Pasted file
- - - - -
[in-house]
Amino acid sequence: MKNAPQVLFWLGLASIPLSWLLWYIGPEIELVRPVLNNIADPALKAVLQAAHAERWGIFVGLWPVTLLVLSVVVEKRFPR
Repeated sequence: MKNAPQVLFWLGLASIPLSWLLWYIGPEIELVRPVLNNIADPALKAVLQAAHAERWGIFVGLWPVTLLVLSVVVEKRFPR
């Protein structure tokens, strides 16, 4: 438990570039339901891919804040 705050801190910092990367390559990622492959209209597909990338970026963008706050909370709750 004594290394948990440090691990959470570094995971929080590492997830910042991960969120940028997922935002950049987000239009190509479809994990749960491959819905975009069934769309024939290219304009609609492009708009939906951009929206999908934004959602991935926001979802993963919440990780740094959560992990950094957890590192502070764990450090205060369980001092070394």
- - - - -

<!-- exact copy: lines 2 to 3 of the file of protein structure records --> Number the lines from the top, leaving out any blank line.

Amino acid sequence: MKNAPQVLFWLGLASIPLSWLLWYIGPEIELVRPVLNNIADPALKAVLQAAHAERWGIFVGLWPVTLLVLSVVVEKRFPR
Repeated sequence: MKNAPQVLFWLGLASIPLSWLLWYIGPEIELVRPVLNNIADPALKAVLQAAHAERWGIFVGLWPVTLLVLSVVVEKRFPR